I’ve enjoyed somewhat of a resurgence in my bodysurfing over the past several years, thanks in a huge way to my long time buddy Daren Crawford who is not only an expert bodysurfer, but also a very good water film cameraman. It’s safe to say that I’ve had my best body surf sessions with Daren over the years. He knows this stretch of coastline very well.
Some of the most beautiful sessions that I have seen have occurred in minimal sized conditions such as like 2-3 feet. You look underwater and the person is gliding past clear as a bell. Some of these sessions are just myself and one other and nothing can describe the joy one finds at being able to share such truly perfect waves with just one other. I’ve had numerous such sessions out at Pupes with friends such as Mark Cunningham, Daren Crawford, Flynn Novak, Billy Ballard, Keith Malloy, the list goes on. Anyone who lives and surfs the north shore with any great regularity will, for the most part, have had one of these beautiful sessions out on the bar. There’s no denying it when you see it. It attracts you like a light to a bug. To experience sandbar bodysurfing at this level is bucket list quality.
Come mid February we usually have the Pipeline bodysurf event. It’s true that on some years the surf has sucked, but there was one year that totally blew my mind. In 2006, the swell got up and there were some amazing rides happening. I’d never really seen crew bodysurf Pipe that deep before. It was pretty cool to watch. There was even a team of 3 bodysurfers out from England for the event, sponsored by an English pie and pastry company and they were milking the publicity machine pretty heavily. The fellas were clearly not expecting such size as only one ended up swimming out, if memory serves me correctly. I still liked those guys though. Just a bunch of mates going to Hawaii on the strength of some well placed publicity. Great effort, no matter how you look at it.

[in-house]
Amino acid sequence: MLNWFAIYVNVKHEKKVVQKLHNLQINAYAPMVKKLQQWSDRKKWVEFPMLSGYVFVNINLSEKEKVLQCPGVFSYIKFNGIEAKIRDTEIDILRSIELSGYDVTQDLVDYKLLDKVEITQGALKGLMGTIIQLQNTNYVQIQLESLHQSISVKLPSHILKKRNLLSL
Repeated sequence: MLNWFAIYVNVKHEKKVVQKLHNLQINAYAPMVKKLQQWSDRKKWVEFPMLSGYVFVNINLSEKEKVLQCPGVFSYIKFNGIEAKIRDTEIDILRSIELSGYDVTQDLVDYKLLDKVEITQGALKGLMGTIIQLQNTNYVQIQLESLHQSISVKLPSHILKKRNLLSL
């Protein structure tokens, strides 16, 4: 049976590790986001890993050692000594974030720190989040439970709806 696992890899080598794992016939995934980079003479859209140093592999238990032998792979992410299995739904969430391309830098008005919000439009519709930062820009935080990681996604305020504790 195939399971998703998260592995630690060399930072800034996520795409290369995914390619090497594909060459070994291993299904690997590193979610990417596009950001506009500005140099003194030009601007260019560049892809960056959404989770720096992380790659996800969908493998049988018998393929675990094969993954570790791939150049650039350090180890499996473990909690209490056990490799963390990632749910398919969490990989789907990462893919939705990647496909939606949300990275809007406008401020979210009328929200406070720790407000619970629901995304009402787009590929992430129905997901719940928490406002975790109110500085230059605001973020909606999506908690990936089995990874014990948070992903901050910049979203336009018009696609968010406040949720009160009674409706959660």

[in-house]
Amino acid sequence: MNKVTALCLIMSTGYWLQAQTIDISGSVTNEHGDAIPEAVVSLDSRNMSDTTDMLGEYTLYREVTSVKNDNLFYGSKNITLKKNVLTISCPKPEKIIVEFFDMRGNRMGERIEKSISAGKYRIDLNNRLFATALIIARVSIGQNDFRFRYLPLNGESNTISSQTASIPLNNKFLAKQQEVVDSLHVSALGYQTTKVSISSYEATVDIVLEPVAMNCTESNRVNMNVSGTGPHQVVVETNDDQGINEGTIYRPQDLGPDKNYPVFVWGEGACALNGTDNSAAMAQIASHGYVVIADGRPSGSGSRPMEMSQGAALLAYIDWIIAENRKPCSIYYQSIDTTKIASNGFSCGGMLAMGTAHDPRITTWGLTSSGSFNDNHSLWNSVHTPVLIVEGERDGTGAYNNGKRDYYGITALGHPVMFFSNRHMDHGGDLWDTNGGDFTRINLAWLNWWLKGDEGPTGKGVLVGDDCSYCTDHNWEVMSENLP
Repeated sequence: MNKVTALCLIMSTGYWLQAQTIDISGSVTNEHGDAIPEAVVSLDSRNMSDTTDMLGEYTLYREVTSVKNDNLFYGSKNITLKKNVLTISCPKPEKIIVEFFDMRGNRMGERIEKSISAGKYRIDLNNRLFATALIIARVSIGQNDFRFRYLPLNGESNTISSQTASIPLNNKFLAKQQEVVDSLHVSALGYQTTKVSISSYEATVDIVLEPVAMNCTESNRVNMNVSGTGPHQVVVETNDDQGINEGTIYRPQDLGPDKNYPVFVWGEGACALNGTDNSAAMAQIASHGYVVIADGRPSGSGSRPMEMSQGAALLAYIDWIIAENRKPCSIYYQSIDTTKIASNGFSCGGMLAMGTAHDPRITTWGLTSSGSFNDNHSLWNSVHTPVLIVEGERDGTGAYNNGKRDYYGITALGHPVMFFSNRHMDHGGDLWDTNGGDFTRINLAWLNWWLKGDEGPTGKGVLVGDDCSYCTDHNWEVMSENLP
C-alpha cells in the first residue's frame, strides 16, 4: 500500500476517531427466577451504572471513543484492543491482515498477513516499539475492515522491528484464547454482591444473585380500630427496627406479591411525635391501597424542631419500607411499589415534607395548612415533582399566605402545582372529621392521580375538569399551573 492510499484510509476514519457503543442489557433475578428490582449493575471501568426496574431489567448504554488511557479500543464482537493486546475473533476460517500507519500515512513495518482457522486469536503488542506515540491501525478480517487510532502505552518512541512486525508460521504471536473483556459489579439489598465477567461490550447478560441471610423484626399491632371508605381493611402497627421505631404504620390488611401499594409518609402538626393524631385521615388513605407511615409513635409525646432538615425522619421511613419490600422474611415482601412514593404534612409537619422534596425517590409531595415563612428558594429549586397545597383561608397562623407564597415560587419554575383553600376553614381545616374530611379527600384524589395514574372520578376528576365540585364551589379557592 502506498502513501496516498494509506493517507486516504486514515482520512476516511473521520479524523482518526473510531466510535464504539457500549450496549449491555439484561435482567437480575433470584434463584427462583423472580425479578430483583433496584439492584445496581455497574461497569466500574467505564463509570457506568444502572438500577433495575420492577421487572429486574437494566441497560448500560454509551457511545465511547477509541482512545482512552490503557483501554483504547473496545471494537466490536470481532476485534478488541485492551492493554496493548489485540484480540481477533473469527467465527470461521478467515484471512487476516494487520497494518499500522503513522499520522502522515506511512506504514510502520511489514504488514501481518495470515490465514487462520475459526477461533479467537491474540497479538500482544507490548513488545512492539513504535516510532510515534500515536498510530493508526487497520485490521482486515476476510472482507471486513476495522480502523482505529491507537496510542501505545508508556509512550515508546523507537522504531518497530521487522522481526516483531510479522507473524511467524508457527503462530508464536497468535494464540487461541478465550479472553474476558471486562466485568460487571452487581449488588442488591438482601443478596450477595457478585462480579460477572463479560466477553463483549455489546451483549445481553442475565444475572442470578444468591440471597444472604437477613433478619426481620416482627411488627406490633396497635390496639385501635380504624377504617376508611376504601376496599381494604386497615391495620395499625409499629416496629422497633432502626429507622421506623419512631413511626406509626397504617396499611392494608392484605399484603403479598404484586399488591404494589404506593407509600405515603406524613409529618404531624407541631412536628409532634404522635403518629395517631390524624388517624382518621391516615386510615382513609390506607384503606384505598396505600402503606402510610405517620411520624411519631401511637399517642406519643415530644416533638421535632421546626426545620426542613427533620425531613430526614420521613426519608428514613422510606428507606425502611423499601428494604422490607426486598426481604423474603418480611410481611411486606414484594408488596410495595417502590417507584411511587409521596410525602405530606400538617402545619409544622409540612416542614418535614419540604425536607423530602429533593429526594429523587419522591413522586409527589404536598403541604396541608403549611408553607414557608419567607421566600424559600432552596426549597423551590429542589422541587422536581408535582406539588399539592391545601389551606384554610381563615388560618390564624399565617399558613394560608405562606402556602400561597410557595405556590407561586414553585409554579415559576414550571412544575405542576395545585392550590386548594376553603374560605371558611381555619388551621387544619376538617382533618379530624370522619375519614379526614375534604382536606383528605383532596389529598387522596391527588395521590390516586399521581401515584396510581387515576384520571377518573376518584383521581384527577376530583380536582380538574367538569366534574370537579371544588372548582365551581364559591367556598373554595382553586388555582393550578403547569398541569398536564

recall another time seeing this one guy bodysurfing Huge Rockpiles, (about 800 yards up the road from pipe). A dangerous place to surf at all because it’s dotted with caverns and caves and it would be easy to get pushed into one of those by a wave.
Another afternoon, I was shooting at Off The wall. Numerous young sponsored surfers all going about their business of flaring for the numerous cameras that were assembled at the beach, including myself. I spot out the corner of my eye something that is beloved to me and I have to watch it. I see this guy slot perfectly into this perfect aqua barrel. It wasn’t till much later when I was scoping out the pics that I realized that it was non other than Tom Curren.
Bodysurfing is one hell of a fun way to interact with the waves. Anyone who’s ever bodysurfed at Waimea shore-break will tell you what a cack it is between waves and watching the backwashes go back out and collide with the new waves. Being there and amongst it is a blast that reduces me to hysterical laughter when I’m out there.. Absolutely the north shore is the home of fun and challenging bodysurfing. I’ve never seen anything like it. Glad that I ended up somewhere that I can continue my lifelong passion of bodysurfing. It truly is the funnest and most intimate way to interact with the waves.
you can see more of Seans work HERE